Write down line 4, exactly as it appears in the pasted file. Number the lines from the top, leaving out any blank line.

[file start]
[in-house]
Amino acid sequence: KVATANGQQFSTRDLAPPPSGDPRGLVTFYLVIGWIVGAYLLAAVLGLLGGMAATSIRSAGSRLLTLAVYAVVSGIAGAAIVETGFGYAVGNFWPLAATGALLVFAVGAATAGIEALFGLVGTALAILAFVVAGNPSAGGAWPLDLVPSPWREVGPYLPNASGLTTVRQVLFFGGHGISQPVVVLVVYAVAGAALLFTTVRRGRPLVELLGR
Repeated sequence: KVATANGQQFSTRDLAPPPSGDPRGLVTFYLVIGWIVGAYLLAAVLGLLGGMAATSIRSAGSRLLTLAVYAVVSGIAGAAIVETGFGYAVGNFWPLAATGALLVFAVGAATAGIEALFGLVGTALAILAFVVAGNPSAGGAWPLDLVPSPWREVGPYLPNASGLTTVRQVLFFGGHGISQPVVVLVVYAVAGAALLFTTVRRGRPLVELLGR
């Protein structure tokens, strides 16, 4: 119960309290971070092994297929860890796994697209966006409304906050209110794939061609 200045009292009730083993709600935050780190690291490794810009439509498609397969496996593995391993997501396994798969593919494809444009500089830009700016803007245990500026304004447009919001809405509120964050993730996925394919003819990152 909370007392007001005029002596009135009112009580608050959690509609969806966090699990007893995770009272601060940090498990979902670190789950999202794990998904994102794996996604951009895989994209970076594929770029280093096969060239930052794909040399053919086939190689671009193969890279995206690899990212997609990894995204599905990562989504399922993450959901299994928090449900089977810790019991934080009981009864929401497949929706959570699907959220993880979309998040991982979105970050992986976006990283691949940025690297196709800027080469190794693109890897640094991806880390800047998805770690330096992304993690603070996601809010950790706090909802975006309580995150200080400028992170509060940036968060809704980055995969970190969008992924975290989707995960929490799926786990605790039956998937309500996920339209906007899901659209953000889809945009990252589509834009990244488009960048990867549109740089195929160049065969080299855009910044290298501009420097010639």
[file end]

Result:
């Protein structure tokens, strides 16, 4: 119960309290971070092994297929860890796994697209966006409304906050209110794939061609 200045009292009730083993709600935050780190690291490794810009439509498609397969496996593995391993997501396994798969593919494809444009500089830009700016803007245990500026304004447009919001809405509120964050993730996925394919003819990152 909370007392007001005029002596009135009112009580608050959690509609969806966090699990007893995770009272601060940090498990979902670190789950999202794990998904994102794996996604951009895989994209970076594929770029280093096969060239930052794909040399053919086939190689671009193969890279995206690899990212997609990894995204599905990562989504399922993450959901299994928090449900089977810790019991934080009981009864929401497949929706959570699907959220993880979309998040991982979105970050992986976006990283691949940025690297196709800027080469190794693109890897640094991806880390800047998805770690330096992304993690603070996601809010950790706090909802975006309580995150200080400028992170509060940036968060809704980055995969970190969008992924975290989707995960929490799926786990605790039956998937309500996920339209906007899901659209953000889809945009990252589509834009990244488009960048990867549109740089195929160049065969080299855009910044290298501009420097010639």